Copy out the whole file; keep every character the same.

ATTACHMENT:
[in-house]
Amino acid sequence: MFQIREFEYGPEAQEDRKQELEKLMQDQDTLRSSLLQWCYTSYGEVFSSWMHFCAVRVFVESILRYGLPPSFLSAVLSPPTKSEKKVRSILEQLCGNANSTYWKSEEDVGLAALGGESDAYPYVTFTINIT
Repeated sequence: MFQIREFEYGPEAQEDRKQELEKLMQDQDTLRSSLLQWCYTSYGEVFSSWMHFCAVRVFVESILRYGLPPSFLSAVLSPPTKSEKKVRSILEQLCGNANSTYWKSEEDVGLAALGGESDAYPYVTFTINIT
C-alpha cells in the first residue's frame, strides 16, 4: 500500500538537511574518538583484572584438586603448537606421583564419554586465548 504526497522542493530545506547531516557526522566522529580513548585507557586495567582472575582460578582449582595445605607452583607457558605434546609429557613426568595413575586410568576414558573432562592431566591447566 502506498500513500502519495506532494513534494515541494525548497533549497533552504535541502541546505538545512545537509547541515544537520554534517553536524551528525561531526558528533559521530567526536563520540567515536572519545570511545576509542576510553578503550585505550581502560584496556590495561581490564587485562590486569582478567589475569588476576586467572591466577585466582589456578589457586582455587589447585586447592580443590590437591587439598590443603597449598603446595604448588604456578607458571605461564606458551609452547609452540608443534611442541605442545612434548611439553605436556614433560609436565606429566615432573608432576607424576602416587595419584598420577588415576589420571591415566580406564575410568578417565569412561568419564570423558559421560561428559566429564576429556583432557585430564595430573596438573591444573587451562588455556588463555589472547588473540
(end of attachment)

[in-house]
Amino acid sequence: MFQIREFEYGPEAQEDRKQELEKLMQDQDTLRSSLLQWCYTSYGEVFSSWMHFCAVRVFVESILRYGLPPSFLSAVLSPPTKSEKKVRSILEQLCGNANSTYWKSEEDVGLAALGGESDAYPYVTFTINIT
Repeated sequence: MFQIREFEYGPEAQEDRKQELEKLMQDQDTLRSSLLQWCYTSYGEVFSSWMHFCAVRVFVESILRYGLPPSFLSAVLSPPTKSEKKVRSILEQLCGNANSTYWKSEEDVGLAALGGESDAYPYVTFTINIT
C-alpha cells in the first residue's frame, strides 16, 4: 500500500538537511574518538583484572584438586603448537606421583564419554586465548 504526497522542493530545506547531516557526522566522529580513548585507557586495567582472575582460578582449582595445605607452583607457558605434546609429557613426568595413575586410568576414558573432562592431566591447566 502506498500513500502519495506532494513534494515541494525548497533549497533552504535541502541546505538545512545537509547541515544537520554534517553536524551528525561531526558528533559521530567526536563520540567515536572519545570511545576509542576510553578503550585505550581502560584496556590495561581490564587485562590486569582478567589475569588476576586467572591466577585466582589456578589457586582455587589447585586447592580443590590437591587439598590443603597449598603446595604448588604456578607458571605461564606458551609452547609452540608443534611442541605442545612434548611439553605436556614433560609436565606429566615432573608432576607424576602416587595419584598420577588415576589420571591415566580406564575410568578417565569412561568419564570423558559421560561428559566429564576429556583432557585430564595430573596438573591444573587451562588455556588463555589472547588473540